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February 20, 2013

Philanthropy Northwest: Our Moral DNA and the Evolution of Values


Philanthropy Northwest

Our Moral DNA and the Evolution of  Values


February 20, 2013

By Chris Rurik, Historian/Storyteller, The Russell Family Foundation

The Russell Family Foundation (Gig Harbor, WA) held a session dedicated to values at last fall’s board meeting. My parents’ generation and the elder cohort of my generation were supposed to talk openly about the family’s guiding principles, about why we do the work we do. Coming in, this formalized discussion of values seemed a little silly to me. After all, this was my life, my heritage. We knew my grandparents’ values – non-negotiable integrity, trust, decisiveness, and so on – and had learned them from a lifetime of familial interplay, not hour-and-a-half meetings. We are a close-knit family, full of stories; I couldn’t not pick up the values.

Richard Woo, our CEO, likes to make references to our “moral DNA”. To me, the metaphor is perfect. I said my family is close-knit. By no means does that mean we are all alike. Biologically speaking, my grandparents’ genetic material has been recombined and re-expressed fifteen times now. We’re short and tall, introverted and extroverted, emotional and logical. The building blocks are the same, but they have been shuffled differently in each of us. More importantly, layered on our individual genotypic cores are widely varying life experiences that have sculpted the physical and moral expression of our DNA. Our lifestyles vary, and with them our beliefs. No family is heterogeneous; no individual is static. As years pass, families evolve.

If we’re all constantly learning and growing, our dynamics shifting, then how does our moral heritage express itself in a collective endeavor like a foundation? How do you balance the foundation’s founding ideals with the realities of a changing world and a changing group of trustees?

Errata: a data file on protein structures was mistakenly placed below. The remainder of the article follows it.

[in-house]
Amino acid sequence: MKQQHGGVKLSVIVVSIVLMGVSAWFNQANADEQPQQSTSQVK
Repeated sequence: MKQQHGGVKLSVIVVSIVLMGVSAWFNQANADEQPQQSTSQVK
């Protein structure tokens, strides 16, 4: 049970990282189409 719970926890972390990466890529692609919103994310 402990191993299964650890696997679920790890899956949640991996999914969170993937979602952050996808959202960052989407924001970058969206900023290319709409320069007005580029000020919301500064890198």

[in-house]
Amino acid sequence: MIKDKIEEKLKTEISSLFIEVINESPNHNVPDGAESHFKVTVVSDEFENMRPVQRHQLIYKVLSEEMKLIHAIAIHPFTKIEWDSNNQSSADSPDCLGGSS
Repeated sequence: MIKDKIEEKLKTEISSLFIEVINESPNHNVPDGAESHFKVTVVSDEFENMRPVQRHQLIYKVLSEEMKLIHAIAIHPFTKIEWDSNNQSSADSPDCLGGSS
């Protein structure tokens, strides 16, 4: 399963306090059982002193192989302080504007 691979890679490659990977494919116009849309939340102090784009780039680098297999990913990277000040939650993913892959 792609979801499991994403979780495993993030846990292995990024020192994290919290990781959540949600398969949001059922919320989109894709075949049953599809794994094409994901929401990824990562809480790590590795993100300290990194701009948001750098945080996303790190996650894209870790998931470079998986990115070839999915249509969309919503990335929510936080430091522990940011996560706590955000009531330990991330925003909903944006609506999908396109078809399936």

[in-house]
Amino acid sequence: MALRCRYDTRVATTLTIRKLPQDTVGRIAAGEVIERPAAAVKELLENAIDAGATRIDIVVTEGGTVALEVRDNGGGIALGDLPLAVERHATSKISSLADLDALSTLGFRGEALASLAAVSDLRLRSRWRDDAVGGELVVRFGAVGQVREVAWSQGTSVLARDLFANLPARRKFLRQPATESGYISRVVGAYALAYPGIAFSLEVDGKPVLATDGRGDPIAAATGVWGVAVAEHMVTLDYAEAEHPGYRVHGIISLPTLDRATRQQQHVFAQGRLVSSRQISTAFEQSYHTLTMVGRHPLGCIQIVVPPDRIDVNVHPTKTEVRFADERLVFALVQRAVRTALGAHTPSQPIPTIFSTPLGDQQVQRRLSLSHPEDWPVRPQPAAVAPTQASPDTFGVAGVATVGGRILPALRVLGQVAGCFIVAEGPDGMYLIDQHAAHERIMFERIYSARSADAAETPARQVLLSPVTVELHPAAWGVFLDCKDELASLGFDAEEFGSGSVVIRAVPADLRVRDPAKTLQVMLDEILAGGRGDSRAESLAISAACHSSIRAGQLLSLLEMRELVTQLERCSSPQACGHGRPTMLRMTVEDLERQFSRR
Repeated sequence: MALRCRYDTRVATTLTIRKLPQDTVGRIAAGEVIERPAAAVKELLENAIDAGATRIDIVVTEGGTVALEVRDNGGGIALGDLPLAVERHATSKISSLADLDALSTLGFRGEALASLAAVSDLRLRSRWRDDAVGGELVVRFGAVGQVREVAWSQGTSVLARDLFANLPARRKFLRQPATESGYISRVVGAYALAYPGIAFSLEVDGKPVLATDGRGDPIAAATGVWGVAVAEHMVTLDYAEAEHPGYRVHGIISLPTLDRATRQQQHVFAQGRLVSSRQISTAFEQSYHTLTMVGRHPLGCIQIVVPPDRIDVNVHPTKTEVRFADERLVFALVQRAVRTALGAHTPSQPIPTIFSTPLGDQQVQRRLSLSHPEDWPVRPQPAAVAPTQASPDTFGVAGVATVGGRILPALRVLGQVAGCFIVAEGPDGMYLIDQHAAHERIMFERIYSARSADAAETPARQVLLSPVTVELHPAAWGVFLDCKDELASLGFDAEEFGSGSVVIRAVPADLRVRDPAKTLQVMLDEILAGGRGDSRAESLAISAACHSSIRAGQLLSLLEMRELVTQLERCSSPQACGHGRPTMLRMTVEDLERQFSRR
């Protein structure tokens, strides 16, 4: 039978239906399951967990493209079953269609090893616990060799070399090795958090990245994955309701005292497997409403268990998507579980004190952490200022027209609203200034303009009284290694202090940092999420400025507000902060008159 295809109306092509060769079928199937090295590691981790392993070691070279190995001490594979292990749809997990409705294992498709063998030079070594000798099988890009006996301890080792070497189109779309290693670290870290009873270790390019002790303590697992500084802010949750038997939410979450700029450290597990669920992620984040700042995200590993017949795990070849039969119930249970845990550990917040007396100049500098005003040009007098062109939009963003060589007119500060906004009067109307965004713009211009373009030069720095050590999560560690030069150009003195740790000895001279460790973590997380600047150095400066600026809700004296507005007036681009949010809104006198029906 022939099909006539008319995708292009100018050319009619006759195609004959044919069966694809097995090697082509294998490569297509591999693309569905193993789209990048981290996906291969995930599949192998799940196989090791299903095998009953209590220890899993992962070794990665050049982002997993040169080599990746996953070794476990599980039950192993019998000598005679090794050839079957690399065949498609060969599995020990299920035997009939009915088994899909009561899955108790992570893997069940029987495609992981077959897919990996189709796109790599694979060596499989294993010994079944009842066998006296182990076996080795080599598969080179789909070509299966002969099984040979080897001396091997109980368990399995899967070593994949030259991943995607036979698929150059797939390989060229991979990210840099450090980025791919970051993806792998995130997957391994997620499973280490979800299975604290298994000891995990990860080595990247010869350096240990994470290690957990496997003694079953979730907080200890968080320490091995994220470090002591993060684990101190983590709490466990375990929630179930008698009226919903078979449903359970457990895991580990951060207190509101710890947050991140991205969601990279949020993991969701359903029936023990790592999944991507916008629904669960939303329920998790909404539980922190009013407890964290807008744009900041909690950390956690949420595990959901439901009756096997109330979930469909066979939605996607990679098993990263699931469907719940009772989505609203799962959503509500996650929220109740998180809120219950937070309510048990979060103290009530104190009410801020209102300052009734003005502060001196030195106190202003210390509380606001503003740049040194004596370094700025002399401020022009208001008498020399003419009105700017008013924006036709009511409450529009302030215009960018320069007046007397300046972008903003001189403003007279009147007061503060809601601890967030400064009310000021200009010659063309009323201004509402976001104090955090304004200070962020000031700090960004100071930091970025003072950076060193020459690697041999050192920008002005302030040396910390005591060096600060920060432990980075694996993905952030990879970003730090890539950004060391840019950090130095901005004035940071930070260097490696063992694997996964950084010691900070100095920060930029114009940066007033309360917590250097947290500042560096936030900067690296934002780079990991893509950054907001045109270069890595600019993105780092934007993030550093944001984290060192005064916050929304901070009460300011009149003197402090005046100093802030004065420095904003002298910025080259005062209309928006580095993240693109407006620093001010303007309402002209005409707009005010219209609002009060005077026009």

During our meeting on values, my parents’ generation got to talking about how they invented the foundation. They told of their shock at the amount for which my grandfather’s company sold, of my grandparents’ strong and stabilizing belief that the whole family should be involved in managing the windfall. To them, that meant philanthropy. My aunts and uncles laughed as they told us about early meetings held in my grandparents’ basement. After all, they were in way over their heads. Should they establish a foundation? How do you do that? They had no idea. As they learned, hashing things out, the most difficult and crucial element was the decision about what they would fund – how their variously expressed values would translate into a vision for social change. Siblings aren’t known for their willingness to agree, and my parents’ generation spans the full ideological spectrum. By all accounts, emotional back-and-forth was in no short supply. Before long, they made a simple rule: their foundation would only tackle causes that everyone believed in. To develop its mission, they would strip away all appurtenances until only their shared moral DNA remained.

For me, this creation story was a revelation. Here I was in the foundation’s building, in a smoothly run board meeting, accustomed to thinking of the foundation as a sturdy, physical, established presence. There were set ways of doing things, I thought. But hearing my aunts and uncles talk about the emotional nature of its invention, I came to see that they had once known as little as me. The foundation was not purely logical; it was as based on chance and personality as any expression of DNA. It was moldable. I would mold it, just by joining.

Too many people, when talking about the next generation’s role in philanthropy, make each generation seem a cohesive unit. But there is as much heterogeneity within generations as between them. My parents’ generation had to strip their values down to the basics when inventing the foundation. Now, as my equally diverse generation becomes actively involved, the process is repeating. As my family’s viewpoints again diverge, we have naturally returned to sequencing our collective moral genome. This is the kind of inflection point when evolution proceeds most rapidly. We are questioning our foundation’s accomplishments. We are re-imagining and recalibrating our hopes for the future. After all, our foundation’s mission is an outgrowth of our innate and diverse values, not the other way around.

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